The consistency of announcements
I just got back from a trip to London after 5 years break. The city amazes me with its capacity in reinventing itself and looks more dynamic than ever. Underground stations are being rehabilitated, road work noise is everywhere, new buildings seem to emerge from every corner of the city (how do they still find space to build new things? Apparently, this city isn't afraid in demolishing the old bricks). In one word, this city, just never stops! New York you've got serious competition here!
But what would London be without its famous tube! It is always a pleasant surprise although a majority would complain about public transportation (hey it's an easy rant) but I personally love it. I love how consistent the system is even when it's on strike and I did live that experience a whole week one time.
Subway trains announce on every stop, what line you are onto, what stop you are currently at, what stop is coming up next and to mind the gap when you should mind the gap! It's a consistent flow of information that keeps every traveler informed no matter if he/she's a local or in transit. The voice is sometimes automated but more often than not you'll find a human voice with a megaphone-saturated tone giving the information or explaining the disruptions.
The flow of information is consistent, it is there. It would be missed if it weren't there. Why wouldn't it be anyway? I can imagine it is not that difficult to automate the system. It surely is very unnerving if a conductor had to repeat his/her path all through his/her work shift. But this is why automation is here. One sensor, one trigger, one message, easy peasy.
Back to Paris, I could feel the shift. There was no one telling users to mind the gap, not even in the most conservative French language! Consistency wasn't there. Some metro lines do have automated stops messages or light indicators telling travelers where they are and what's the next stop. But sometimes none of this information is active. Why? What's the cost of turning this system on? Why is it ok not to give the information that could be offered just with a flip of a switch?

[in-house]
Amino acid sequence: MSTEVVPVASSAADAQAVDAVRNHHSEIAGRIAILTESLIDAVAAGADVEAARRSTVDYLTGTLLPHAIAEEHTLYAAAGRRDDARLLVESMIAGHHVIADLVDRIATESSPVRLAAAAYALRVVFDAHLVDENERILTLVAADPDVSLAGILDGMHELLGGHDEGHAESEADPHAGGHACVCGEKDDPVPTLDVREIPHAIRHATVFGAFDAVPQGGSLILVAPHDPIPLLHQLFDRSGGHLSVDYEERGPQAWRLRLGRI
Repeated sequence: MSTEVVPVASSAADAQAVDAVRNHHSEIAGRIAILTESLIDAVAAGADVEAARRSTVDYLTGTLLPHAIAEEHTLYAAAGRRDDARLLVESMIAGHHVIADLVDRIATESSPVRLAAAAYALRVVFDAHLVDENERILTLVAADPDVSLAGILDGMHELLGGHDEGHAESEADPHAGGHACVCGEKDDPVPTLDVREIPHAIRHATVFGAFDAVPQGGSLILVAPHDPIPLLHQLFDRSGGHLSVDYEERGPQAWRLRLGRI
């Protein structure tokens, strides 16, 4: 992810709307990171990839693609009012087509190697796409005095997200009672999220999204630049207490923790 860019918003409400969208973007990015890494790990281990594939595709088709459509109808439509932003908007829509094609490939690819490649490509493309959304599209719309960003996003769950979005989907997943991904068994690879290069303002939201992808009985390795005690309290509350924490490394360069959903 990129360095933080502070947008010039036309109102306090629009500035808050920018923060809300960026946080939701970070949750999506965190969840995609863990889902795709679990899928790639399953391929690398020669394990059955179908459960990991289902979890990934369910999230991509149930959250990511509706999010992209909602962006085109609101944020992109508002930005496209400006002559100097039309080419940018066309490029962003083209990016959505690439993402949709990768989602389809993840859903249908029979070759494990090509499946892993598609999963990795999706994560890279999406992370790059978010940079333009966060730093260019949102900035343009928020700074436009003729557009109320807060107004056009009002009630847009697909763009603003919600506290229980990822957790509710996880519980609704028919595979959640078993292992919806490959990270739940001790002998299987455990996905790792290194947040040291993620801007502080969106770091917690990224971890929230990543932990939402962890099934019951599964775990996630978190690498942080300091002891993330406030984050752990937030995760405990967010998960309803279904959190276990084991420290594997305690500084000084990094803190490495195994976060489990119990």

Is the system assuming that most travelers do not need the information and could easily live without it? In the end most people are locals right? They'll find their way! Hmm, wrong. no matter if you're a hardcore local or a passing by traveler, the information is relevant. It can give you with a glimpse of an eye or just a quick message an ETA. Your focus would be on enjoying the ride and not stress out that you'll miss the next exit because of a lack of attention. What if there was a unified way to tell these types of announcements, current stop, next stops, line changes, landmark exits, just like in the tube?
But let's take the commute information a level higher. What if there was a possibility for travelers to have a big picture on the whole public transportation system from any station. What if disruptions or good service weren't only closed to the line in question. What if the whole public transportation system was an ecosystem, a living and dynamic organism with its ups and downs with travelers an essential part of the play. These systems are the pillars of the smart cities of today and tomorrow.
A traveler enters the system, the system generates data that generates statistics which in turn give a feedback to the traveler on his/her usage and on the best time to leave to get from point A to point B. This system can feedback into databases but also smartphone applications.
Imagine you're traveling with a change from a line to the other to be made. Your journey starts smoothly but what you didn't know is that an incident occurred on one of the stations on the next line you're taking. In today's system, you'll find the disruption once you've changed lines and while standing on the platform trying to find another route. But with a smart and consistent system, the network will alert you (feedback loop) and route you towards a more efficient path to be on time.
Consistency in such systems is crucial. Systems become more human and more "caring" when giving feedback to its users. These travelers will feel in control and not just waiting for their stop to pop up. No one nagged of having too much information (or did they?). By giving information, systems take information too. They study traveling patterns, travelers flows in and out of the station, corridors will feel less jammed with confused travelers not knowing which way to exit. Less confusion equals less energy waisted while the train is parked at its stop waiting for the hesitant traveler to get on board or not.
Public transportations are living organisms and complex systems with consistency as its rhythm.